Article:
Each mesothelioma patient will need a unique chemotherapy treatment plan, but most patients can expect 2-4 rounds of chemotherapy. This means that they will have to repeat the treatment and recovery process at least twice.

Multiple rounds allow doctors to see how the cancer is responding to chemotherapy and consider additional or alternative treatment options. As a result, patients should prepare for multiple follow-up appointments after they complete chemotherapy.

Immunotherapy

Mesothelioma immunotherapy has been growing in popularity for mesothelioma treatment since the U.S. Food and Drug Administration approved the immunotherapy drugs Opdivo® and Yervoy® for pleural mesothelioma in 2020. These medications help the immune system identify and attack cancer cells.

Similar to chemotherapy, immunotherapy is delivered intravenously or through pills. Patients can expect to undergo several cycles of treatment, typically spanning a few weeks or months. During this time, doctors will assess how the patient is responding to treatment.

Side effects of immunotherapy can include:

  • Changes in blood pressure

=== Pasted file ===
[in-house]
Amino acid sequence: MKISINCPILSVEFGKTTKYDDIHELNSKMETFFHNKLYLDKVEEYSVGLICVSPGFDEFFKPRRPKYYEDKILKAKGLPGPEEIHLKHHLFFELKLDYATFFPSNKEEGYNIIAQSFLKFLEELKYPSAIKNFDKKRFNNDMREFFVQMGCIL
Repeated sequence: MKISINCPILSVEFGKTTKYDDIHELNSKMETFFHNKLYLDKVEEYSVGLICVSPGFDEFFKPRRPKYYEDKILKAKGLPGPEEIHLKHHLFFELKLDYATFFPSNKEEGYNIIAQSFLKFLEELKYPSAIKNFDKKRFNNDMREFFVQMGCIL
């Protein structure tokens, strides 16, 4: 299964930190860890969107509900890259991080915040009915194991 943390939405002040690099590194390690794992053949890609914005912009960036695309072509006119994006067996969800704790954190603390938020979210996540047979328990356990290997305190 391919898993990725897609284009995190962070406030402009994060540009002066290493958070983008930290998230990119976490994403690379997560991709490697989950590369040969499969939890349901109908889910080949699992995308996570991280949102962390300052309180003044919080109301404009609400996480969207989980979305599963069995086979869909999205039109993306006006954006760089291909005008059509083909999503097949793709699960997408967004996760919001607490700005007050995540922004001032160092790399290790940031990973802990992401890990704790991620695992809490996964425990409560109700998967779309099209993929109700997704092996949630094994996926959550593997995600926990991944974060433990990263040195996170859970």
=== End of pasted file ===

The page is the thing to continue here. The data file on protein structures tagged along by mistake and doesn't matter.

• Fatigue
  • Flu-like symptoms
  • Inflammation
  • Muscle pain
  • Skin rashes

As with any other treatment, patients should expect routine follow-up appointments that may involve blood tests and X-rays to ensure the patient is not experiencing any complications.

While Opdivo and Yervoy are the two immunotherapy drugs approved for mainstream mesothelioma treatment, other immunotherapy options and emerging treatments are being studied in clinical trials every year.

Have questions about immunotherapy or clinical trials? Talk with one of our knowledgeable Patient Advocates today at (866) 608-8933.

Cancer Wellness Habits to Support Your Recovery

Mesothelioma treatment can be physically and emotionally demanding. For this reason, doctors recommend practicing specific wellness habits to help patients recover from and cope with treatment.

Learn more about cancer wellness habits that can aid in your recovery journey.

Community and Connection

It’s completely normal for people with cancer to feel isolated and overwhelmed. For this reason, many mesothelioma survivors describe the important role that faith, family, and fellowship with other mesothelioma patients played in helping them through the toughest moments of treatment.

“The mesothelioma community has afforded me an incredible opportunity to meet others affected by this disease. It is such a gift to be even a small part of their corner of the world.”
— Alexis Kidd, 16+ Year Peritoneal Survivor

Mesothelioma support groups can be a great place for patients looking for a place to start. There are groups that meet online, in person, and over the phone where patients can share experiences, knowledge, and coping skills. These moments of connection can empower patients and help them feel less alone.

Read 7 powerful stories of hope and resilience from patients and their family members in our Free Mesothelioma Survivors Guide.

Diet and Nutrition